Forcing promoters to offload stakes might be unwarranted. When the market is grappling with a liquidity crunch, a squeeze in secondary market liquidity, that this move would trigger, is undesirable.
A category-wise look would throw more light on its likely impact. In large-caps like TCS, the promoters hold close to the maximum stake band and are sitting on a cash pile. Given their free cash flow, these large-cap promoters don’t need capital or debt; neither for themselves, nor their businesses. It would make better sense to allow capital flows to businesses that need growth capital. In recent years, many new and innovative entities have enriched the market—rating agencies, insurance companies, depositories, exchanges and ecommerce companies, among others. These are players who ensure a healthy capital raise across sectors and deserve more growth capital. Even the economic survey has stressed on the need for investments into these bets.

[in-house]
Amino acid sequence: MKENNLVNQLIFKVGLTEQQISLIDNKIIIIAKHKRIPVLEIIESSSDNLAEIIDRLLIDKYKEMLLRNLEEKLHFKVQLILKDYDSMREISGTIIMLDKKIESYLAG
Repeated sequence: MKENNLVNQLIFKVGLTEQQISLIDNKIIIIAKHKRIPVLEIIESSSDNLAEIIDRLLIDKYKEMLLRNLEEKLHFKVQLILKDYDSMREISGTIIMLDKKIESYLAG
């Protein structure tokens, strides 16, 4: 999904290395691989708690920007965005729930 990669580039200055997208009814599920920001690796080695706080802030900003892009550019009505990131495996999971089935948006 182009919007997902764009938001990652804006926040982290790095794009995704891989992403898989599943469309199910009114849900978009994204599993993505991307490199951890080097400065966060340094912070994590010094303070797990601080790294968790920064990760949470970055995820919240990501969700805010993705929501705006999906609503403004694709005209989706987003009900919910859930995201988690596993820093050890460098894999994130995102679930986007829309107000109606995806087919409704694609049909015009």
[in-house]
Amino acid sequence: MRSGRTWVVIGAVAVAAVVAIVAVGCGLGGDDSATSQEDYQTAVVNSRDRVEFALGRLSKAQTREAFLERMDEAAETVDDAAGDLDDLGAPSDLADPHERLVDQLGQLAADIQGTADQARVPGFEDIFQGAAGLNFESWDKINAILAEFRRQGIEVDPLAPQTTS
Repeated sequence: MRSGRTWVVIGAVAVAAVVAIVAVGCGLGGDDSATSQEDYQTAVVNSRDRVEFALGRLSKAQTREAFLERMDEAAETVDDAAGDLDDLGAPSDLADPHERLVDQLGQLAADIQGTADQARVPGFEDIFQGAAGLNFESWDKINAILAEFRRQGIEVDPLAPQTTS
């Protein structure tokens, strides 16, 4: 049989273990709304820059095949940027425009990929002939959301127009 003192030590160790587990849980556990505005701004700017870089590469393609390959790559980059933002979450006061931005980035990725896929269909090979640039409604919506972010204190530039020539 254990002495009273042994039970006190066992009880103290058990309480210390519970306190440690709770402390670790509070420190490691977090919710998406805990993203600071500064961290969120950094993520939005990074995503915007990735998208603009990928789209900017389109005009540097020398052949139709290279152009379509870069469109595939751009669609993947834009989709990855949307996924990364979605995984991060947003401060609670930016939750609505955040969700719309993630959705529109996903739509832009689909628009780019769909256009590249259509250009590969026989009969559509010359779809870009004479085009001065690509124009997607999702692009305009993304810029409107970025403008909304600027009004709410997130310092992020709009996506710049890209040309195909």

Most mid-cap and small-cap investors are under-researched who don’t have the wherewithal to stay well informed. This implies that more promoter skin in the game helps the common investor’s cause. In the MNC space, promotors prefer to hold close to 75% stake, but given their excellent value props, authentic business models and scrupulous governance, small investor money is protected. A forced offload may prove counter-productive.
There isn’t a strong case, therefore, for changing the current 75-25 shareholding stipulation to 65-35. Even if the regulator ensures a staggered implementation of the offload, the impact would still be huge, causing a year-on-year strain on the secondary market flows.
No: Shardul Shroff Executive Chairman, Shardul Amarchand Mangaldas & Co